Sunday, November 21, 2010

Early Birds



8) Early Birds, Expurgation and Exegesis (Saturday 23 October, 2010)

They bring me to my senses at 4.00 a.m. each morning. Whether Pretoria, the Kruger Game Reserve, Johannesburg, or Valhalla. And as I sit here and type in the dawn, their happy sound is a chirp-chirrup of greetings to the slightest slivers and smudges of light.

Would that mankind be so cheerful. Would that mankind be so free. But I have heard the long moan of man for his lot, and it is a smatter and a chatter of what’s the matter almost continually. And the problem with this country is, is the pitch-phrase. Then comes the diathesis, the antithesis, and the catachresis. Then comes the complaining and the explaining and the pontificating. Then comes mankind in the throes of his self-assumed dissolution with the evident greyness of the dawn in his ineluctable evolution, for he sees but through his perpetual pain darkly, and he draws the curtains lest others look inside. It is the dirt and filth and fear and locks, bolts, gates, barbed wire, dogs, and caution with his lot that causes man so to enfold. And in the long years of his essentially self-protected life he withers and desiccates and looks hardly even within for he is too busy in his watchfulness for the without. We are neither birds nor animals; it is not natural for us so to live in perpetual fear.

The dogs alert me. I’d stopped writing even to raise my head and peer through the crack of the curtain next to me, as though perhaps I may espy, dark as it is, what the commotion is all about at what sounds as near as the neighbour’s house. And I realize that my vulnerability is aroused. And I realize that I am becoming immersed in the ebb and flow of the populace, that grand sweep of faces and bodies and glances and voices that are somehow each so caught up in the: what’s about to happen to me? Do the birds sing so too? Or are they giving songs of praise for a new day?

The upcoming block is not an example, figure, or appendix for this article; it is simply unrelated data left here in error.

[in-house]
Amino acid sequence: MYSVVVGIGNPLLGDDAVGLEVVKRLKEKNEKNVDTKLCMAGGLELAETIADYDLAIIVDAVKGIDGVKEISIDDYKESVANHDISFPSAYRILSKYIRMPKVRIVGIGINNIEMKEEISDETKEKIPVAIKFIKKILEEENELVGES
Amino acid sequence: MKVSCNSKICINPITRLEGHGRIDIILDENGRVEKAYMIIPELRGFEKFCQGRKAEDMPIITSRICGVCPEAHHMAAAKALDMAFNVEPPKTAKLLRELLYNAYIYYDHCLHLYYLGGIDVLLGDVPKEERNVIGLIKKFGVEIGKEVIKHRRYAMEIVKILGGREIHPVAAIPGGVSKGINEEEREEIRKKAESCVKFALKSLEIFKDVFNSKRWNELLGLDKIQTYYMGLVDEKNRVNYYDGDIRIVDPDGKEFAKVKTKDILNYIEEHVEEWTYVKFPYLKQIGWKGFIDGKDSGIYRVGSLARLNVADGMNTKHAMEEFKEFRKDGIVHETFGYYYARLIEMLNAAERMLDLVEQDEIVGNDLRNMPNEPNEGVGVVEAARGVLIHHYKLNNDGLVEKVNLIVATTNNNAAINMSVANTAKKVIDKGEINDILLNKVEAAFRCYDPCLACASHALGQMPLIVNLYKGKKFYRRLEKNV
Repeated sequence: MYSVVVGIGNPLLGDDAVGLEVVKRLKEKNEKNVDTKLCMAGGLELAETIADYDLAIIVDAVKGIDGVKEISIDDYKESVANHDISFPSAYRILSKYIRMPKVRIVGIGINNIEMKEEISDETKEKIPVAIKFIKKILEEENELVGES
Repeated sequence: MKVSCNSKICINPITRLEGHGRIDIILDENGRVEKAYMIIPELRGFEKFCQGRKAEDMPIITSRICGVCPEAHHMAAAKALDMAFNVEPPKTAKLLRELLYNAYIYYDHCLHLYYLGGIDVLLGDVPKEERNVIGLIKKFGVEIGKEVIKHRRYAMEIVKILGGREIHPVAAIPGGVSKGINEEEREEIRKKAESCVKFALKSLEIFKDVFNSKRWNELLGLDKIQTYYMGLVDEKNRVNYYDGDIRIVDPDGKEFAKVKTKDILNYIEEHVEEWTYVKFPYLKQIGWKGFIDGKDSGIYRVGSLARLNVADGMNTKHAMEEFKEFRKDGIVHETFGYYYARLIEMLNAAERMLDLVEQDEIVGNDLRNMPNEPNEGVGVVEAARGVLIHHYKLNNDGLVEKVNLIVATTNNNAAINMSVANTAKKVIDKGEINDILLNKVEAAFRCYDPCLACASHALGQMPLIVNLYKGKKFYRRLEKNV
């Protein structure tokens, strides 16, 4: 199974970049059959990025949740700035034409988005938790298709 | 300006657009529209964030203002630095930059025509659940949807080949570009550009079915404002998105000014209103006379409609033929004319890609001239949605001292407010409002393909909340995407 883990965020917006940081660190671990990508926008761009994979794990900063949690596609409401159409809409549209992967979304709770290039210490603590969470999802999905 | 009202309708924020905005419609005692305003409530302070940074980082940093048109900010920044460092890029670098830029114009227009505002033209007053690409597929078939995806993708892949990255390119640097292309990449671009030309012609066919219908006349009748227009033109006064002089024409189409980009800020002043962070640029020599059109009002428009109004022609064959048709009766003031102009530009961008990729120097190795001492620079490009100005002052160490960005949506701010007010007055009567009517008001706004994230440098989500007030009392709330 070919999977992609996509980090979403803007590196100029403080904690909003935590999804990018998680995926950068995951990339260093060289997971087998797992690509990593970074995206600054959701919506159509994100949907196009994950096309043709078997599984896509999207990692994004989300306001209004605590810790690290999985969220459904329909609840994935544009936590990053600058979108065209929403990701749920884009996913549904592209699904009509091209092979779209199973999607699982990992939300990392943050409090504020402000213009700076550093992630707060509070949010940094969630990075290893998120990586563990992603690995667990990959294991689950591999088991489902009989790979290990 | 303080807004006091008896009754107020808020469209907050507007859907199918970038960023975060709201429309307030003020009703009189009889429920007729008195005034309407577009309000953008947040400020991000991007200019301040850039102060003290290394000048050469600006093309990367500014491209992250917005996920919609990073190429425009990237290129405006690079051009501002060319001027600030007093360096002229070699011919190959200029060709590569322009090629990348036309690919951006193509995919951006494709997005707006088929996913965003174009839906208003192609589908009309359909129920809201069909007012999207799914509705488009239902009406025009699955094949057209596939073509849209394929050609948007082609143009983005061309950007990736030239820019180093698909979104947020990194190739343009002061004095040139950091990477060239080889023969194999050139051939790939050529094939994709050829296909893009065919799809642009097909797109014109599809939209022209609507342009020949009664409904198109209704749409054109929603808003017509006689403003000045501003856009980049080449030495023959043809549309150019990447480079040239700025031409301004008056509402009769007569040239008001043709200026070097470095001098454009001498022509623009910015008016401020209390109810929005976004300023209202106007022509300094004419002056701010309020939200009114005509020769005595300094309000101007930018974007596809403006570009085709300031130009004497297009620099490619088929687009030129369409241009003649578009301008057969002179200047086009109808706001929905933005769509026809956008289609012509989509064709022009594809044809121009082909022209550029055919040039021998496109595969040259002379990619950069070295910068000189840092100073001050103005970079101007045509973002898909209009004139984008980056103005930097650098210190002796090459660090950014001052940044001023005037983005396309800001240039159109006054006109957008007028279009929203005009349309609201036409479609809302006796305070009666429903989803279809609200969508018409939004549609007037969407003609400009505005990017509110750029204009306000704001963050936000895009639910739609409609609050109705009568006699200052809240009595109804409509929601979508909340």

She was the song-bird of this experience of my time here in Africa, Colli Fora. She was the new blackbird, the new South Africa, the rare species of my cognizance in a country that has shown me, both in my life here before now as well as in the present, a female populace of generally uncommunicative dimension, chiefly for my own lack of knowing beyond the contextual meaning of their sounds. But Colli, a journalist with AIDC, spoke my language, perfectly. Cauliflower, the kids used to tease me, she laughed. She was beautiful and elegant and cultured and sophisticated and educated and perhaps only 26. And she interviewed me for the paper and she accepted my token of the maple-leaf pin and she asked for my card. She was appreciative of my old man’s presentation, and then she waited on the periphery and took photos of those others who came up to my chair to greet me. And some others too were black birds of all shapes and sizes amongst the usually bland. One other, in particular, could not articulate sufficiently for my untrained ear to gather sense. And I thought of the maid at Courtyard Hotel, Ebwon, who tended to the room and our laundry for four days, who had not spoken but five words of English the entire time. Even her name, repeated about four times, escaped me, until she lifted her name tag for me to read. Oh! Yvonne. It is difficult for man to discern intelligence when we make no sense of another’s sounds. Is that why we sometimes call the birds and beast dumb? But sing for me birds, sing that I may yet learn your language too. Sing for us all, until yet another day in the evolution of Africa, in the evolution of us all, is done.

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